Chile | Labor Court establishes that the Labor Directorate lacks powers to qualify a minimum services agreement

23 Oct, 2023 | Noticias-en

The case that we discuss on this occasion is related to a minimum services pact agreed between a company and its union organizations.

Indeed, based on the collective autonomy of the parties, they autonomously decided to enter into a minimum services agreement whose purpose is to maintain certain types of operations in the event of a possible stoppage due to a strike.

In the specific situation to which we allude, one of the unions contemplated in its statutes that its board of directors was made up of four leaders, however, at the time of reaching the minimum services agreement, only two of these remained in force. For this reason, the respective instrument was celebrated, with only the leaders who had the status of active workers on that date signing it.

Once the agreement was reached, the respective agreement was deposited with the Labor Inspection, which issued a resolution rejecting said management and not validating the document signed between the parties, because, in the opinion of the labor administrative authority, it did not satisfy its criteria and standards.

It is against said resolution of the Labor Inspection that the company filed a lawsuit in court, questioning the actions of said department for assuming powers that it does not have.

Therefore, the underlying discussion of this case is, What is the degree of interference that the Labor Directorate can have with respect to a minimum services agreement that has been achieved autonomously and freely between the employer and its union organizations?

The ruling expresses clearly and emphatically (case Rit I-93-2023 of the 1st Labor Court of Santiago) that “Article 360 ​​of the Labor Code, regarding the agreement that union organizations can reach in relation to the matter, has contemplated that the only intervention of the Labor Directorate in the process is to be the depositary of the agreement. Unlike what is provided for in article 223 of the Labor Code, it has not provided powers with respect to this body to make observations to the instrument in the sub-lite case.”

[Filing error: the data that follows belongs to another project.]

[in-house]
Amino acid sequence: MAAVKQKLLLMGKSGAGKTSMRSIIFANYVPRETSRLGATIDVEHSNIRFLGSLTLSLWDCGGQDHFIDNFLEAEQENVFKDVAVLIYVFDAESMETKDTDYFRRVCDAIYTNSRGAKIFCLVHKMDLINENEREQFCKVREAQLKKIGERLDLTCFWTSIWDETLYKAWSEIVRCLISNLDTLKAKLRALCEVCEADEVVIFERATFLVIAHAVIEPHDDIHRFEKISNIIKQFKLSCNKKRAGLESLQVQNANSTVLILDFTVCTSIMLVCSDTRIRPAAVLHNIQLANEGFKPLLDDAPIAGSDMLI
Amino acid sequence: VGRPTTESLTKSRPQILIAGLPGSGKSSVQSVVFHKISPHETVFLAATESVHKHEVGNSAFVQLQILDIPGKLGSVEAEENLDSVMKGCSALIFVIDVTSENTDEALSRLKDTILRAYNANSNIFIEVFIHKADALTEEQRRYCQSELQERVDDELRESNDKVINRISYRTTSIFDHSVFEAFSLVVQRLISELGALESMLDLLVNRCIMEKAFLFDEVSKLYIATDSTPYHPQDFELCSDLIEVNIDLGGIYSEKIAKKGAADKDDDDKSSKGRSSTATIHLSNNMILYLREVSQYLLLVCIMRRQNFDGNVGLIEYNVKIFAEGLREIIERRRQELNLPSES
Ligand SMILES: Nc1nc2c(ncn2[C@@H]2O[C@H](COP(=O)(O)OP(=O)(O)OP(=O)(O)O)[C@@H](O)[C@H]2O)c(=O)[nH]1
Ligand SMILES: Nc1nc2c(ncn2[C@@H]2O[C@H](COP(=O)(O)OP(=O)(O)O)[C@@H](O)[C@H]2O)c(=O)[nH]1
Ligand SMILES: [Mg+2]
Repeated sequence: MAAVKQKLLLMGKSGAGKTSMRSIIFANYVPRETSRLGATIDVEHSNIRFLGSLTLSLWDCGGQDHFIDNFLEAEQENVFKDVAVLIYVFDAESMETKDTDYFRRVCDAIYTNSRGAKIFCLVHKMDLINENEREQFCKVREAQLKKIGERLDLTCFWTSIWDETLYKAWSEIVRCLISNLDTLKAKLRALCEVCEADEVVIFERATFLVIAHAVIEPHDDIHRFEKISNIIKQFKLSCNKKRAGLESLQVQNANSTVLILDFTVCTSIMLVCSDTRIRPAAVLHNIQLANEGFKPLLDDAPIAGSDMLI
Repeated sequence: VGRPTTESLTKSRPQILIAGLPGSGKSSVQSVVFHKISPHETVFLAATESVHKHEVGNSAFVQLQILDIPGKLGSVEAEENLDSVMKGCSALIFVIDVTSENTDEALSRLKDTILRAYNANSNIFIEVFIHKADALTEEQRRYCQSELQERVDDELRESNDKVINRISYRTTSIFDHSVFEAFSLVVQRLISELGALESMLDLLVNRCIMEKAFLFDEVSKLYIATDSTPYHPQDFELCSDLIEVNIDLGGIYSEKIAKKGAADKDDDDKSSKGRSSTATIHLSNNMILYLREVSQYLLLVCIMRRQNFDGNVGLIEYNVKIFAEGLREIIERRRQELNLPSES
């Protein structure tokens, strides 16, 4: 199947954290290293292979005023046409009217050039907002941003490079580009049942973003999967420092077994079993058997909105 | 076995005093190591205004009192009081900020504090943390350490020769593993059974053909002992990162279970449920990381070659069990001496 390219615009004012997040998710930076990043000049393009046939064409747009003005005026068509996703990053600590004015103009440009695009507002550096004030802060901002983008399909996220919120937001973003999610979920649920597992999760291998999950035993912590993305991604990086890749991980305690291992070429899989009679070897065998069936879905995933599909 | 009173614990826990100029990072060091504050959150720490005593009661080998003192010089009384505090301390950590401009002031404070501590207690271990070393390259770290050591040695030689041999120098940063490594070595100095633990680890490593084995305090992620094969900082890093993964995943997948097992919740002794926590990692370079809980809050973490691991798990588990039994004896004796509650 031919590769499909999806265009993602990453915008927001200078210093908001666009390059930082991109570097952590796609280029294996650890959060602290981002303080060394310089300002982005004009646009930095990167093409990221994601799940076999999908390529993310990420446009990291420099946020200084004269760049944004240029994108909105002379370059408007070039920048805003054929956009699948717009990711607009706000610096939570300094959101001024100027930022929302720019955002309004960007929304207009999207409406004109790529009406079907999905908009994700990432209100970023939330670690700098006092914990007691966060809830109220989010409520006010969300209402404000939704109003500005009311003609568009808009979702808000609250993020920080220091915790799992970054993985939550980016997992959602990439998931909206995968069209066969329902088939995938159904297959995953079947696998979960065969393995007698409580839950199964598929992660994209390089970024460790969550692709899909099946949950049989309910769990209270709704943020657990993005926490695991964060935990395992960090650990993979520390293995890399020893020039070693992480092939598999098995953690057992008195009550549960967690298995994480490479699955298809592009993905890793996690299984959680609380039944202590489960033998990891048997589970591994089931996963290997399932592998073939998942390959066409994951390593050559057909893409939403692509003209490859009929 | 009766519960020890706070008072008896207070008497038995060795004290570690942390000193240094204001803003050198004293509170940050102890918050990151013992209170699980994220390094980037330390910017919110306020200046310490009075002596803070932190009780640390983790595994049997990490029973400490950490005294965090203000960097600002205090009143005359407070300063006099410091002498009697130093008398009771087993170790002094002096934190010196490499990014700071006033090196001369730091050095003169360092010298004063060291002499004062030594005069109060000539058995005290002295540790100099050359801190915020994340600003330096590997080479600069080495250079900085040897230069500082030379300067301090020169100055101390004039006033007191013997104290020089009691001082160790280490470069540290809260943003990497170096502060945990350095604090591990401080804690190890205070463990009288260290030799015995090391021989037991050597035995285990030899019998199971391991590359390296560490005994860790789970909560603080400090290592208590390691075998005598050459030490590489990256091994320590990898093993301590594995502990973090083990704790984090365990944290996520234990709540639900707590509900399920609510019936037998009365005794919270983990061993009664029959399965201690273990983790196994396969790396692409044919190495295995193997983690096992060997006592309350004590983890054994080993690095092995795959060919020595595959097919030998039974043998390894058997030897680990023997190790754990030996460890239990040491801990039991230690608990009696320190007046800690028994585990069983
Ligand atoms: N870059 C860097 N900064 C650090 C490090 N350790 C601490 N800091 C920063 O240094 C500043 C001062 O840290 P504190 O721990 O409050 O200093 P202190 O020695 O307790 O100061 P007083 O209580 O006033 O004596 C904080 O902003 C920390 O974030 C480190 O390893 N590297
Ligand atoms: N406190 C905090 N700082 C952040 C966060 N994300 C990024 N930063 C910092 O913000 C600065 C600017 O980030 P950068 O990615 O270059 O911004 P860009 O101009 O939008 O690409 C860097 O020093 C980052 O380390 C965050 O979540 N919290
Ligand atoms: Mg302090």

It continues, “It is up to the state bodies to be subject, without exception and in all their actions, to the constitutional norm of article 7 and no other powers can be attributed than those contemplated in the fundamental text and the laws that have been issued in accordance to her. The defendant does not justify sufficiently under the normative assumption that active conduct is justified regarding the questioning of the legitimacy of the instrument that has been delivered to her for collection.”

This is a pronouncement of utmost importance since it clearly delimits the degree of intervention that the Labor Directorate can have regarding a minimum services agreement concluded between the employer and its unions, and restricts any possibility of objecting to it, repairing it or refusing to have it. by deposited, since its role is not predominant when there is a direct agreement between the parties.

For more information you can contact :

Francisca Franzani  | Compliance Group Director |


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